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JPMorgan Chase To Pay About $1 Billion in Fines To Settle Charges By Regulators

Consumer Financial Protection Bureau logo An earlier post reported that both the Consumer financial Protection Bureau (CFPB) and the Office Of The Comptroller Of The Currency (OCC) were considering fines for JPMorgan Chase, after allegations about how the bank sold identity theft protection services to credit card customers, and collected past-due bills from customers. The two agencies had investigated together the allegations. Late last week, several agencies concluded their investigations and announced both settlements and fines with the bank.

First, the CFPB announced that it had ordered:

"... Chase Bank USA, N.A. and JPMorgan Chase Bank, N.A. to refund an estimated $309 million to more than 2.1 million customers for illegal credit card practices... Chase enrolled consumers in credit card “add-on” products that promised to monitor customer credit and alert consumers to potentially fraudulent activity. In order for consumers to obtain credit monitoring services, consumers generally must provide written authorization. Chase, however, charged many consumers for these products without or before having the written authorization necessary to perform the monitoring services. Chase charged customers as soon as they enrolled in these products even if they were not actually receiving the services yet."

So, the bank charge customers for services the customers never authorized. And, there is more. The bank also unfairly charged fees and interest:

"... The unfair monthly fees that customers were charged sometimes resulted in customers exceeding their credit card account limits, which lead to additional fees for the customers. Some consumers also paid interest charges on the fees for services that were never received."

And, the bank didn't deliver the services promised:

"... Consumers were under the impression that their credit was being monitored for fraud and identity theft, when, in fact, these services were either not being performed at all, or were only partially performed."

All of this happened from October 2005 to June 2012. the order requires Chase to:

  1. Stop unfair billing practices
  2. Fully refund, with interest, the 2 million consumers who enrolled in credit monitoring services, charged for these services, and did not receive the services promised. The bank must also refund any interest and over-the-limit fees charged. This refund is estimated at $309 million.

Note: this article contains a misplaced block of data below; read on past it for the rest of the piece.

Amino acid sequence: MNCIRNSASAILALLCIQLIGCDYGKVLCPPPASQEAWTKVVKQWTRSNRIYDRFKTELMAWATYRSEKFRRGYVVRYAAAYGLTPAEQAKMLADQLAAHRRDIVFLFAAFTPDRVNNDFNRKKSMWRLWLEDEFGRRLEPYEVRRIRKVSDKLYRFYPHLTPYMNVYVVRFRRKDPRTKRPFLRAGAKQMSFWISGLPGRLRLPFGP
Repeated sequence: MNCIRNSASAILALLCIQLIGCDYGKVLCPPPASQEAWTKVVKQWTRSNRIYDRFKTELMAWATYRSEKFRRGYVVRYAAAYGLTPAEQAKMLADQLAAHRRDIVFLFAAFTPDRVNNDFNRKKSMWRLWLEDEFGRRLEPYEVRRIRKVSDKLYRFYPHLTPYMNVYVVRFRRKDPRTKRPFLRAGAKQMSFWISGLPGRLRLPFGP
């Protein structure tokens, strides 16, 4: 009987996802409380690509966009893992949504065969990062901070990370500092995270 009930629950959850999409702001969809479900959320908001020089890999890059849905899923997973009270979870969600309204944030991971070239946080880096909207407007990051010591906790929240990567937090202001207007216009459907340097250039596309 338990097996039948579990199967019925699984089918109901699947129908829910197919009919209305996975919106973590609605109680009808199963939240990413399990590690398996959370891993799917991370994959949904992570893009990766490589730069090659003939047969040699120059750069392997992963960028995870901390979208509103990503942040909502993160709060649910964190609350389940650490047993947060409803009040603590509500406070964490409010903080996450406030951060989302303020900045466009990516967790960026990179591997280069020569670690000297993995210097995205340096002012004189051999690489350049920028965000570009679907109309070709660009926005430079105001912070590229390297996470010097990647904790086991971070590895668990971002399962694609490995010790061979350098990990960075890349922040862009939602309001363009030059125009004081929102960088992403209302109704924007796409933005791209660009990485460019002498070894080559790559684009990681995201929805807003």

3. Consumers should have received refunded by November 30, 2012. Chase credit card holders should have received a credit to their accounts. Former card holders should have received checks.
  4. The bank must submit to an independent audit to ensure compliance with the CFPB order.
  5. The bank must also strengthen its management of third-party vendors that provide any credit monitoring services.
  6. The bank will pay a $20 million penalty payment to the CFPB’s Civil Penalty Fund.

Second, the OCC announced that it had levied a separate $60 million fine against JPMorgan Chase and Chase Bank USA:

"The OCC found that the bank’s billing practices violated Section 5 of the Federal Trade Commission (FTC) Act, 15 U.S.C. § 45(a)(1), which prohibits unfair and deceptive acts or practices. The $60 million civil money penalty reflects a number of factors, including the scope and duration of the violations and financial harm to consumers from the unfair practices. The penalty will be paid to the U.S. Treasury."

Securities and Exchange Commission seal Third, the Securities and Exchange Commission (SEC) announced several charges against the bank and a settlement agreement with the bank:

"JPMorgan has agreed to settle the SEC’s charges by paying a $200 million penalty, admitting the facts underlying the SEC’s charges, and publicly acknowledging that it violated the federal securities laws."

This is noteworthy also because, as part of the settlement, the bank will admit to facts that led to the wrongdoing. Sadly, most settlement agreements don't require the defendant to admit to any wrongdoing. The SEC had charged JPMorgan Chase with:

"... with misstating financial results and lacking effective internal controls to detect and prevent its traders from fraudulently overvaluing investments to conceal hundreds of millions of dollars in trading losses."

As part of the settlement agreement, the bank will admit to the following facts that led to the wrongdoing: